Tree-growing is expected to receive unprecedented financial, political and societal support in the coming years as part of the U.N. Decade on Ecosystem Restoration and ambitious initiatives such as the Bonn Challenge and World Economic Forum 1t.org campaign to conserve, restore and grow 1 trillion trees. It would be an enormous waste to squander this unique opportunity.
Here are key guidelines that we and others have proposed to improve the outcomes of tree-planting campaigns.
Keep existing forests standing. Global Forest Watch, an online platform that monitors forests around the world, estimates that the Earth lost an area of rainforest the size of New Mexico in 2020. It is much more effective to prevent clearing of existing forests than to try to put them back together again. And existing forests provide benefits now, rather than decades into the future after trees mature.
Protecting existing forests often requires providing alternative income for people who maintain trees on their land rather than logging them or growing crops. It also is important to strengthen enforcement of protected areas, and to promote supply chains for timber and agricultural products that do not involve forest-clearing.
Include nearby communities in tree-growing projects. International organizations and national governments fund many tree-growing projects, but their goals may be quite different from those of local residents who are actually growing the trees on their land. Study after study has shown that involving local farmers and communities in the process, from planning through monitoring, is key to tree-growing success.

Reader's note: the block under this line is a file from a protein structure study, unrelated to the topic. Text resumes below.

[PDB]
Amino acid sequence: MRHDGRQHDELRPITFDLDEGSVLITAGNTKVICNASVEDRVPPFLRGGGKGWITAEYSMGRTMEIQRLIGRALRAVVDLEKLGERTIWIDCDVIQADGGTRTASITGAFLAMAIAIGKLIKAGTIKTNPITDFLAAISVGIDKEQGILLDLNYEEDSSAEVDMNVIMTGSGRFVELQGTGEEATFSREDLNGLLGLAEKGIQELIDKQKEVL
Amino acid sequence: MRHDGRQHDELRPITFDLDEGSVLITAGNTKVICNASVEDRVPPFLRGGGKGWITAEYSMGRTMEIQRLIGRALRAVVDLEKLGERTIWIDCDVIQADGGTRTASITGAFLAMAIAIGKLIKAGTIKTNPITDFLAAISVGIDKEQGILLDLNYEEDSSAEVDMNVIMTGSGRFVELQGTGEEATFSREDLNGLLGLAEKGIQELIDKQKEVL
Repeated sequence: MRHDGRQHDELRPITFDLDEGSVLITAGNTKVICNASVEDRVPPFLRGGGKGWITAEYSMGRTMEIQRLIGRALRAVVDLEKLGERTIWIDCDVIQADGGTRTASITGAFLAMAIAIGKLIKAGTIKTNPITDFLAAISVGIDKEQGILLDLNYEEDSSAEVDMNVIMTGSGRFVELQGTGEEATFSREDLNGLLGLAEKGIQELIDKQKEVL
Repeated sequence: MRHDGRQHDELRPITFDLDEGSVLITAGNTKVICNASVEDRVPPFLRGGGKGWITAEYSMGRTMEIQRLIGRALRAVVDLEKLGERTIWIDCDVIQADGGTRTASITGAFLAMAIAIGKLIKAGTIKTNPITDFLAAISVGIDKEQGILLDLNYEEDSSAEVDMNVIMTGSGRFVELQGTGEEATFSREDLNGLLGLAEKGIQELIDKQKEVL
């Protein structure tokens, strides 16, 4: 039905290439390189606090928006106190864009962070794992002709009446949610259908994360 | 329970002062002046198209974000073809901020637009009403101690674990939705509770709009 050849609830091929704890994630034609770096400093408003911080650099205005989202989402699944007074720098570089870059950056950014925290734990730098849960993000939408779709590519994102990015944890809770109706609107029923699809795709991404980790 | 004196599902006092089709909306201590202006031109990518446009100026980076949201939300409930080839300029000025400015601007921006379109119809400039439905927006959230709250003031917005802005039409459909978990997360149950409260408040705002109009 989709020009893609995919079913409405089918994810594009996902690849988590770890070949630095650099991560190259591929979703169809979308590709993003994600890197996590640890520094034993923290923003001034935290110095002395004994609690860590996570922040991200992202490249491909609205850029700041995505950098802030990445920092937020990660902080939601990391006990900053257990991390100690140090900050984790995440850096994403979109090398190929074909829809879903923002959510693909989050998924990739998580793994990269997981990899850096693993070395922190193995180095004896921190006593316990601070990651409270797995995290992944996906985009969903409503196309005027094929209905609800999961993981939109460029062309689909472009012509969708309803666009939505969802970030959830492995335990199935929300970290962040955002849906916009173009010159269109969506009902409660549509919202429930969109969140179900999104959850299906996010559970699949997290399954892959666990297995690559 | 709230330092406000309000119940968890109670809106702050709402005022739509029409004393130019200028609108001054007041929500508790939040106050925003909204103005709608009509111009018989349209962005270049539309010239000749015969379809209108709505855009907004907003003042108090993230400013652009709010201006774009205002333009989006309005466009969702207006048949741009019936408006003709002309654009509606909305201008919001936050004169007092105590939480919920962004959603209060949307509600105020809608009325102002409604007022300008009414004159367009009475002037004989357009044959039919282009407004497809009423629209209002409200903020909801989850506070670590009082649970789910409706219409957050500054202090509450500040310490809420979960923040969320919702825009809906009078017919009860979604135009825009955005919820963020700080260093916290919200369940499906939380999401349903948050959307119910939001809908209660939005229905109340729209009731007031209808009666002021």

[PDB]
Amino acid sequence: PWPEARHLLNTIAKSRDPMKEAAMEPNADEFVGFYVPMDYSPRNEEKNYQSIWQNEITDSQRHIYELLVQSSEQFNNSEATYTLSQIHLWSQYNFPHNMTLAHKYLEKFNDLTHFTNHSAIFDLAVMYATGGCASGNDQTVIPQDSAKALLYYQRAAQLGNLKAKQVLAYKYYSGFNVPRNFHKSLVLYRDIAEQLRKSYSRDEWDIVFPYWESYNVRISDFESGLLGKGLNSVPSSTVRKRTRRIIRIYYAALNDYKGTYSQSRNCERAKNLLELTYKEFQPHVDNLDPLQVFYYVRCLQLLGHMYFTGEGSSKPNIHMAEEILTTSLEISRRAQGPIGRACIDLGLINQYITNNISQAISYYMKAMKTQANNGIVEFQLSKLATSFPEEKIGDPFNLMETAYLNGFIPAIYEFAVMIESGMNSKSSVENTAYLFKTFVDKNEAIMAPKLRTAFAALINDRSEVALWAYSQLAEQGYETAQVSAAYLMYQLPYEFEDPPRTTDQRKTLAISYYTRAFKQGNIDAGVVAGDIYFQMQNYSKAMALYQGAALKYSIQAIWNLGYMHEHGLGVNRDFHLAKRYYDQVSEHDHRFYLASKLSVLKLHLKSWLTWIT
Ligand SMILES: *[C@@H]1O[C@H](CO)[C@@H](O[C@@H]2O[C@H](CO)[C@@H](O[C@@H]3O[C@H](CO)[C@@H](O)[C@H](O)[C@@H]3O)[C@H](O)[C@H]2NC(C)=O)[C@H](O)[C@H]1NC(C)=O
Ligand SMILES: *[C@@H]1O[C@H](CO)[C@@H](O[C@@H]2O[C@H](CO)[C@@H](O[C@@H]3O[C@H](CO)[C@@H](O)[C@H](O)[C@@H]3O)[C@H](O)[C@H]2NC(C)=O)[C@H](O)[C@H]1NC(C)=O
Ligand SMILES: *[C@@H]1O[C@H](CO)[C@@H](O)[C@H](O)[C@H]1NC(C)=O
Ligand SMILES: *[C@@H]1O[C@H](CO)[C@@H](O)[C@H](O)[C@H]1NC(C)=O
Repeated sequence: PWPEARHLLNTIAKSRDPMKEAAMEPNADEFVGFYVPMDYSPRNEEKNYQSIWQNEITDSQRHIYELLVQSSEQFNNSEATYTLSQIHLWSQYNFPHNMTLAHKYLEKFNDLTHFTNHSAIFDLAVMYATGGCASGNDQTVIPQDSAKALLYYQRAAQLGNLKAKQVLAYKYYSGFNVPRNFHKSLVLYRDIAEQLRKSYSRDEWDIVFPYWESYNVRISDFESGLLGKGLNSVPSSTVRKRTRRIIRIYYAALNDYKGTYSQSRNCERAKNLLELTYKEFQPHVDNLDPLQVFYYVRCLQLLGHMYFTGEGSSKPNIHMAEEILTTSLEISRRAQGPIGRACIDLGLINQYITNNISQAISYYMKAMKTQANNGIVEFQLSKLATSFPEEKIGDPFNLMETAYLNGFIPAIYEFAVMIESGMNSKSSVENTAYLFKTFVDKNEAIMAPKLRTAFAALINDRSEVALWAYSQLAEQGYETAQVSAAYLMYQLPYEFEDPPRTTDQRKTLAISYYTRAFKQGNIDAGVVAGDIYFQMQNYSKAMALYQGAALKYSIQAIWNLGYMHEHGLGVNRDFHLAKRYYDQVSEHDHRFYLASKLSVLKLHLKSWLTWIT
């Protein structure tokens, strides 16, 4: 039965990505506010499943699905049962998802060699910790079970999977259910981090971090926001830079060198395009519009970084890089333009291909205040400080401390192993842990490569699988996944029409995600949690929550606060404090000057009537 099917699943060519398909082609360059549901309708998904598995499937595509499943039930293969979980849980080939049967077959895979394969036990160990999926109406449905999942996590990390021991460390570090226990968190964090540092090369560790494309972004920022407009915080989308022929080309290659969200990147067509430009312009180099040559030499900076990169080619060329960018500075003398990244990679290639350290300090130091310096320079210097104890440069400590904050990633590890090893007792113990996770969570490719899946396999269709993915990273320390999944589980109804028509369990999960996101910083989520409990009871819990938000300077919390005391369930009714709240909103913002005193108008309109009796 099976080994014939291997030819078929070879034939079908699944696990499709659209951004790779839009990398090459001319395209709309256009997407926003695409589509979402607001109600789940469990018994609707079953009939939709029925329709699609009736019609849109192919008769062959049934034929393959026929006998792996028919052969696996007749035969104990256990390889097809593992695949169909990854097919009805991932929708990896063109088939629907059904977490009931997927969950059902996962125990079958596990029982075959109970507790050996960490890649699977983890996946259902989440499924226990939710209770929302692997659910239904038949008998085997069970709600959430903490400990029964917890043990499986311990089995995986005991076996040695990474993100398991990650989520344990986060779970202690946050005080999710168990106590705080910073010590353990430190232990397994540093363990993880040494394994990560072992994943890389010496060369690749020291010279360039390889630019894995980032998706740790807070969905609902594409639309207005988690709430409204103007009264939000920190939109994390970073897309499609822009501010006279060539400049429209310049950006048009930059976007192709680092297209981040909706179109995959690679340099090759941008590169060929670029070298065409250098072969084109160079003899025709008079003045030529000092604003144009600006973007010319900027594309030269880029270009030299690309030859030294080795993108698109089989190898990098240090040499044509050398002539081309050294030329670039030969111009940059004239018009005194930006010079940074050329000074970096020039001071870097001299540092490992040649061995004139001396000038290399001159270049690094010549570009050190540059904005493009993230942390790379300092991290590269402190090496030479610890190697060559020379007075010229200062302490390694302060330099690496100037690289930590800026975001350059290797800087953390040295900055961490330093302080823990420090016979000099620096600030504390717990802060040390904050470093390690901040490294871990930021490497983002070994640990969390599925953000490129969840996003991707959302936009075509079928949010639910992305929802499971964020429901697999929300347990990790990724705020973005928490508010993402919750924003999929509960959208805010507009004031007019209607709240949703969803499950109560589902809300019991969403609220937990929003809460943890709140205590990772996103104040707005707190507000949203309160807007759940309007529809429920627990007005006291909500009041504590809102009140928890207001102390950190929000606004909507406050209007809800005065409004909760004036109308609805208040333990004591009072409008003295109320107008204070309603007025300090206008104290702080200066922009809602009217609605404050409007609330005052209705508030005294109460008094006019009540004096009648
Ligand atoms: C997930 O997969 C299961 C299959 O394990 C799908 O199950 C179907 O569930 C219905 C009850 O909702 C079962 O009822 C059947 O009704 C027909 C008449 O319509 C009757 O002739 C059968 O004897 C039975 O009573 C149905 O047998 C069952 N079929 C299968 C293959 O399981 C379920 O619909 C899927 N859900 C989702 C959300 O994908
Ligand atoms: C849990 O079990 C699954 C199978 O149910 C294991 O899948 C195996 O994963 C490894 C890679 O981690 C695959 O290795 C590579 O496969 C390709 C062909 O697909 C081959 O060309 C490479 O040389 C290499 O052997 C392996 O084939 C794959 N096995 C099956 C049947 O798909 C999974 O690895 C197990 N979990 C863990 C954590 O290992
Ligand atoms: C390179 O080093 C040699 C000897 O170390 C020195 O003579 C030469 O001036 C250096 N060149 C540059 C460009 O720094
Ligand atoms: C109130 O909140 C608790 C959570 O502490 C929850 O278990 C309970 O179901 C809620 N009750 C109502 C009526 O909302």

Start with careful planning. Which species are most likely to grow well given local site conditions? Which species will best achieve the project’s goals? And who will take care of the trees after they are planted?
It is important to plant in areas where trees have grown historically, and to consider whether future climatic conditions are likely to support trees. Planting in areas that are less productive for agriculture reduces the risk that the land will be recleared or existing forests will be cut down to compensate for lost productive areas.
Plan for the long term. Most tree seedlings need care to survive and grow. This may include multiyear commitments to water, fertilize, weed and protect them from grazing or fire and monitor whether the venture achieves its goals.
We recently published a list of questions that all tree-growing organizations should answer and that funders should ask before pulling out their wallets. They include questions about whether the initial drivers of deforestation have been addressed, how the project will be maintained and monitored over time, and how local stakeholders will be involved and benefit from the project. It’s also important to look at the outcomes of prior tree-growing projects overseen by the organization.
Organizations that follow best practices are much more likely to grow trees successfully over the long term. Planting seedlings is just the first step.
This is an update of an article originally published on April 27, 2021.
Karen D. Holl is a professor of restoration ecology at the University of California, Santa Cruz; and Pedro Brancalion is a professor of forest restoration at Universidade de São Paulo.
This article is republished from The Conversation under a Creative Commons license. Read the original article.